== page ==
comforting or worrisome?
as a youngun who grew up under reagan and didn't really grasp the problems of the day, i can't tell whether to be comforted or worried by the recurring perception that this latest grave political turn--symbolized best by the re-election of dubya--is nothing new.
last week while watching the stellar series angels in america, i was struck by the despondent mid-80s new yorkers who couldn't believe reagan had been elected to a second term and who were scared by prophecies of a "republican lock" on the government. their gloom has proven to be somewhat premature, which gives me hope. (of course, if you think that clinton may as well be a republican with his welfare-cutting, retard-executing, centrist bullshit, then you may not be so comforted.)
in a piece in this week's voice, i saw the same observation made again, this time harking back to an earlier era: "The '70s has provided ample amounts of gritty chic and ironic glamour to '00s pop culture: Witness the big-screen resurrections of Charlie's Angels and Starsky & Hutch, hairstyles largely intact. But independent filmmakers are digging past gags to investigate the politics of a bygone America that looks increasingly like our own, complete with Middle East conflicts, massive protests, political terrorism, and the re-election of a Republican president during a messy, morally questionable war."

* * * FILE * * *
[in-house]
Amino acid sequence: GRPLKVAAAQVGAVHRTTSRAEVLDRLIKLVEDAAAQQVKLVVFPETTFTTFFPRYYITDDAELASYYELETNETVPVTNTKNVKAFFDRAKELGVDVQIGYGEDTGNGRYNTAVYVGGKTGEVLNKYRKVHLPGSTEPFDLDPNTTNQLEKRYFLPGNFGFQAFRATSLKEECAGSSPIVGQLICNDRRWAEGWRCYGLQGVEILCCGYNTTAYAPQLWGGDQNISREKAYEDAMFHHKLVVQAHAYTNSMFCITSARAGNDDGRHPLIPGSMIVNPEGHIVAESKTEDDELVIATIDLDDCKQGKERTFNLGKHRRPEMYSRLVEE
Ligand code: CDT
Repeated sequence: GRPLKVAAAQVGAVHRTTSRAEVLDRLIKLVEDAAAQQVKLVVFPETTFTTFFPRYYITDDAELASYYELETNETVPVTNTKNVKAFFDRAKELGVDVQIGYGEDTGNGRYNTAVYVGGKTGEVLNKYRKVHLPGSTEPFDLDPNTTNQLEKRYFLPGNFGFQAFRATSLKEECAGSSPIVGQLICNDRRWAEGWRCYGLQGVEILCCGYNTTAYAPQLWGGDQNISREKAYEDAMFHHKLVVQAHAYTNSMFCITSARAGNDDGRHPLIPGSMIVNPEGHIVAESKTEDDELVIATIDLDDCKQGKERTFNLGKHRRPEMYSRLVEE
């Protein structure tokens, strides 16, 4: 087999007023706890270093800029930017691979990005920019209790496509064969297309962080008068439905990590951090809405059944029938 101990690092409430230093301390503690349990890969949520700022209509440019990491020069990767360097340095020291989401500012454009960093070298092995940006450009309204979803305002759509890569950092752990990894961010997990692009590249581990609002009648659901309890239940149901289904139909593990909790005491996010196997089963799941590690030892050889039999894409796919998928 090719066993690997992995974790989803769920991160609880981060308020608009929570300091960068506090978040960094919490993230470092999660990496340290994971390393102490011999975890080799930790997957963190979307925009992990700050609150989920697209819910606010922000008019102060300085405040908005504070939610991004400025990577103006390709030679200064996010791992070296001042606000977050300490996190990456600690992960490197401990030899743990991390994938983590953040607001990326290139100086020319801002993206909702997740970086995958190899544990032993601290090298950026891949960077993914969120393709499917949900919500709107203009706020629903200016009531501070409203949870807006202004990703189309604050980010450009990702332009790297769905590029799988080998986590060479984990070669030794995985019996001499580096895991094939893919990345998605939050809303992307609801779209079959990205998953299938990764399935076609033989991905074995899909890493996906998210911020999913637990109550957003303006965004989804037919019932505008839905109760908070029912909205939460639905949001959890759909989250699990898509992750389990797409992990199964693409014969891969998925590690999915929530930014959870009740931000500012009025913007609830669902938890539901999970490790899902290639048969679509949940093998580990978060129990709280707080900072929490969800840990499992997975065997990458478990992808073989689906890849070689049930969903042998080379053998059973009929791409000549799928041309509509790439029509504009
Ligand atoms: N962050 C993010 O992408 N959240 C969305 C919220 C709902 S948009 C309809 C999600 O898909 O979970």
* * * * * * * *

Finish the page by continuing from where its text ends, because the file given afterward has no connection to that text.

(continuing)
sounds terribly familiar. and yet, that time passed too. but i can't decide whether i should be hopeful that the country can indeed swing back in the other direction or haunted by the nietzschean eternal recurrence of it all. especially when the "swings" in my direction are, like a slowing pendulum, ever closer to the "center." it seems likely that bush will fuck things up so badly that the deep problems of his approach will become obvious. of course, i thought that shit was obvious already.